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Urban Literature:
Alternatives to Harris, Dickey, Tyree and Zane

The African American fiction collection at CLP Main has a lot more than Zane. Below are some titles with reviews that can go toe-to-toe with some of our collection's most popular authors. Good themes, good characters and great dialog will take readers to Harlem, Baltimore, Washington, D.C. and even suburban New Jersey.

Elam, Patricia
Breathing Room
Pocket Books: 2001
What happens when the teenage daughter you're grooming for a great future in a major ballet or Ivy League university finds herself involved with a young man devoted to the thug life and the code of the streets? When your husband withdraws from your love and you find yourself being comforted by someone from another race, how do you face your cheating ways? Elam tells a story of young love, depression, old love and class struggle that will make parents shiver and married couples take a second look at their partners.

Holmes, Shannon
B-More Careful
Meow Meow Productions: 2001
Time, chance and circumstance mold the characters in Shannon Holmes's gritty novel B-More Careful. The streets of Baltimore (aka B-More), Maryland are the setting for Holmes realistic tale. One young lost-and-turned-out girl from the ghetto rises to the top of her game, hustling the hustlers. Holmes vividly records the erosion of family, community and stability heroin causes in major east coast city neighborhoods. The title is filled with extreme violence and is not at all a read for the faint of heart, but it does provide some insight to the minds and backgrounds of young people who find themselves involved in and endless cycle of violence, addiction and crime.

Major, Marcus
Four Guys and Trouble
Onyx: 2002
Three successful young black men take responsibility for their deceased fraternity brother's younger sister in Major's second work. We join the frats and their charge, Erika, while they are putting her through medical school. Major takes readers on an intimate journey into the minds and personal lives of men who practice the age-old double standard of being over-protective of the women in the family while selectively exploiting those they date and live with. The twist occurs when one of them falls in love with Erika. Four Guys is a real twenty-something feel good novel.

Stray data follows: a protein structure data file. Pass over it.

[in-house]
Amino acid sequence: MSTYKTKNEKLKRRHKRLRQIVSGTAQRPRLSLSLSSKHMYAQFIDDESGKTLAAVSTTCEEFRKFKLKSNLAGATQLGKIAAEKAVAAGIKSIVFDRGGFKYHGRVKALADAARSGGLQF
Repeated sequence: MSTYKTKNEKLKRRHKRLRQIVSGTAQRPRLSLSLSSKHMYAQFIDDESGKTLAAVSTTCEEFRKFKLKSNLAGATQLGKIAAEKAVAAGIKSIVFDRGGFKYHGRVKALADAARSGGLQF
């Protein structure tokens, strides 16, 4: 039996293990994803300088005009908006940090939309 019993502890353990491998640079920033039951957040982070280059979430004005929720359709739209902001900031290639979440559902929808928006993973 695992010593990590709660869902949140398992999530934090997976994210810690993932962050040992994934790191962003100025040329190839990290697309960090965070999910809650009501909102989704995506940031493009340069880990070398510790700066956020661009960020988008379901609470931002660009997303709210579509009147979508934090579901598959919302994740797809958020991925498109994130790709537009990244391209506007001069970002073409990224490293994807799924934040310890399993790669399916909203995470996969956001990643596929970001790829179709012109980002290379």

Miller, Karen E. Quinones
Satin Doll
Simon and Schuster: 2001
Quinones-Miller's main character Regina Harris rises from the rough streets of Harlem to become a popular free-lance journalist but her past is never far behind because she spends exhaustive amounts of time and energy proving she's as good as the next girl. Having been shot at gunpoint in the company of a major drug dealer is not something she's trying to hide and it's nothing she wants to flaunt. Quinones-Miller has written an inspiring story of a young woman who evolves from being a shoplifter and girlfriend of pimps to a writer for the New Yorker and wife of a congressman.

Weber, Carl
Player Haters
Dafina Books: 2004
Just when you think Carl Weber can't add more fictional drama to our lives, he drops Player Haters. The Duncan family is holding it together after the death of their father. Eldest brother Trent took his responsibility as Duncan family head seriously but once he felt his job was done he found himself slipping into "playa" land. The whole family has issues that Weber takes great pleasure in resolving in the most humorous and sensible ways; the sister who makes questionable choices when it comes to men, Wil the younger of the Duncan brothers who's wife gives him no love (but who has a secretary who will), and of course, Trent "the lover". Weber's titles are always a little spicy and just one degree beyond realistic.

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